Lay in midst of local

17 November – 06 December 2016

This exhibition starts for a while explorations away from nature, land, zooming out of city, as part of macrocosm, in the larger place. A missing thread gets ventured, when things as silly, slow, simply arbitrary turns derivative to be local. Local, notsomething that manifest in physical, more so in conundrum of ephemeral and visceral in a place. It might be subject to iterating lived- in experiences of places. The notion of place often been connected to location, geography, in depths and widths of memory also, to distinction between places, ramification of past, mapping the shift to the peripheries. ‘Lay in midst of local’, examines a process in the quotidian as things occurring in everyday are yet being critically orchestrated to engage in artists’ visual pace.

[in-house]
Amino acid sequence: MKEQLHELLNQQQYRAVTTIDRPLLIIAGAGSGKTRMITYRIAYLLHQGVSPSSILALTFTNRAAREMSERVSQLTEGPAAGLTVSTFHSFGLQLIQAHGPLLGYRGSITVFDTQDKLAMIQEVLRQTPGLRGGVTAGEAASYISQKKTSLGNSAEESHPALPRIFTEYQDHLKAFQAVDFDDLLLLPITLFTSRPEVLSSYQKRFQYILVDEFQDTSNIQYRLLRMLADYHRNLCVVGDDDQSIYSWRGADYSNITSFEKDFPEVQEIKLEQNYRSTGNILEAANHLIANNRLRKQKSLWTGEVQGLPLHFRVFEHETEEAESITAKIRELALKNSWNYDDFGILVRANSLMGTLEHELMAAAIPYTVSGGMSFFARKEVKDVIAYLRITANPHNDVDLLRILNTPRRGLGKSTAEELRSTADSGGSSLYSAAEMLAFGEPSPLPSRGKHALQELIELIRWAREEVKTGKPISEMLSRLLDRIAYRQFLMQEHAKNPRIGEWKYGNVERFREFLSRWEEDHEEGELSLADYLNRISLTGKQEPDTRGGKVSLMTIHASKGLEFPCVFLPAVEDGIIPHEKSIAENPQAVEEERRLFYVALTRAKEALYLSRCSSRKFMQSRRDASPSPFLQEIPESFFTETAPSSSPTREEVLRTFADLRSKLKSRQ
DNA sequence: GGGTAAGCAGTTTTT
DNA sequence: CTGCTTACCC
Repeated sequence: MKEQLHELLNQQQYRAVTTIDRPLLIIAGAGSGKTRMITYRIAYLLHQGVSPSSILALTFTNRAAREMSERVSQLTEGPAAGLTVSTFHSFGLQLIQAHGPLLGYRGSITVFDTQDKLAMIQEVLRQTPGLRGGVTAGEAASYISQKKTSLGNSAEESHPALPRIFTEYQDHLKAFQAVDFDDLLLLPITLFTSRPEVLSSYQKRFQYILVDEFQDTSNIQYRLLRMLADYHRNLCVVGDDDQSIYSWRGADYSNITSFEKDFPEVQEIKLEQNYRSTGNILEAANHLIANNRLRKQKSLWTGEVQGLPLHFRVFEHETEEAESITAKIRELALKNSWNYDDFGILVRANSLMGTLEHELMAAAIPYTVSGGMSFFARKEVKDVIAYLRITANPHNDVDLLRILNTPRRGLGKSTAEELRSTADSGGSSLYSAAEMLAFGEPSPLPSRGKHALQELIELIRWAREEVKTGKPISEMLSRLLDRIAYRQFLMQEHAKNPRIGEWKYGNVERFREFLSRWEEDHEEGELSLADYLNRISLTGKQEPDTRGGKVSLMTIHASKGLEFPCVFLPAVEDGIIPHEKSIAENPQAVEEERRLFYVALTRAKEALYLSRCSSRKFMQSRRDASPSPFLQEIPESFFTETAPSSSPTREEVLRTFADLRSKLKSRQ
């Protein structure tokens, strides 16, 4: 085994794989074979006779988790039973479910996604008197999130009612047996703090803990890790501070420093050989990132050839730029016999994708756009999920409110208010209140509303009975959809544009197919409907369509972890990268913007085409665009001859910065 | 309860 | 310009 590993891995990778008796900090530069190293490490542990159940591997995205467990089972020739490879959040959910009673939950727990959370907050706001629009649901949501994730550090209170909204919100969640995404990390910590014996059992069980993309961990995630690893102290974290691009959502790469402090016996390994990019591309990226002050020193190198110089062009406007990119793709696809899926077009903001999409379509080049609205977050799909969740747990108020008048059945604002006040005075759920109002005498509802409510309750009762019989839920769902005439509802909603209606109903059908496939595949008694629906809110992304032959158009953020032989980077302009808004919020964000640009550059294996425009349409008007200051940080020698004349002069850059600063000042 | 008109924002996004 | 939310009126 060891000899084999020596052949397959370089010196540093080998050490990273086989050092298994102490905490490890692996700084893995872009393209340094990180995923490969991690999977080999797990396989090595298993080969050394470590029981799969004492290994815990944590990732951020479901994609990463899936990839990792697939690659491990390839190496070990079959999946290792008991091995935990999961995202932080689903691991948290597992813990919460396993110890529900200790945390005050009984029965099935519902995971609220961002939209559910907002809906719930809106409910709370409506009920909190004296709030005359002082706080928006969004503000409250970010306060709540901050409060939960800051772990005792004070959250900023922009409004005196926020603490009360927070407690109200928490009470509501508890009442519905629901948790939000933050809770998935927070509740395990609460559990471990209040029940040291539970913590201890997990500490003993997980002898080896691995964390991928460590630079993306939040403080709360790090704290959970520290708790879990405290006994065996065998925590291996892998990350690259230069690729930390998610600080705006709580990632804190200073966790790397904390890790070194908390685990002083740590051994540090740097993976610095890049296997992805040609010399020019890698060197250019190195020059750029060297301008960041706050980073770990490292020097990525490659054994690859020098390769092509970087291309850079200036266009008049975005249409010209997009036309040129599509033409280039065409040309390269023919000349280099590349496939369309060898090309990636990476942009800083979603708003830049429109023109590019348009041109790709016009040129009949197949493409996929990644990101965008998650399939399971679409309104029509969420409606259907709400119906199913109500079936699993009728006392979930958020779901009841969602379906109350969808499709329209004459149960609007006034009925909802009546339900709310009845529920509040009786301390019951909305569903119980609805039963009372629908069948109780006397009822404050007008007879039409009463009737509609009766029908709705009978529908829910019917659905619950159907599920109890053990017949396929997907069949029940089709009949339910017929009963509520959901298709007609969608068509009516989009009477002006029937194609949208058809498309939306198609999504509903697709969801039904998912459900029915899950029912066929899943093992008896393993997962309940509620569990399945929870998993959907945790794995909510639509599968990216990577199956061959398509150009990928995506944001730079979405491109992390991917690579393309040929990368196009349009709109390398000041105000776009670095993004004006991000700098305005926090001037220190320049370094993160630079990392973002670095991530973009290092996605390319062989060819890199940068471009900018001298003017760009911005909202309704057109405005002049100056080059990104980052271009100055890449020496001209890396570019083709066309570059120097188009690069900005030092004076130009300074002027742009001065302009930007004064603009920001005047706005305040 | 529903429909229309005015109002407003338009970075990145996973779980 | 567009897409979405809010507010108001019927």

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The proposed exhibition entitled Contemporary Contingencies is the second part of a two-fold project that seeks to consider the relationship between the aesthetic and the appalling, or more plainly said, the beautiful and the ugly.  It is a social and art historical fact that beauty was a causality of the 20th century; the ruins of progress and development cast long shadows on aesthetic idealism and ironic and so-called “ugliness” was strategically deployed as the artist’s weapon of choice.  Ugly, of course, is a problematic term at best; it cannot simply be cast as the “other” of beauty.  In attempting to chronicle the historical evolution of ugliness Umberto Eco notes that almost since the dawn of civilization philosophers and theoreticians have actively pursued a stable definition of the beautiful.  Generations have sought a benchmark of aesthetic pleasure by which everything could be judged.  Paradoxically, such sedulousness was not given to finding a consensus for that which was deemed to be ugly.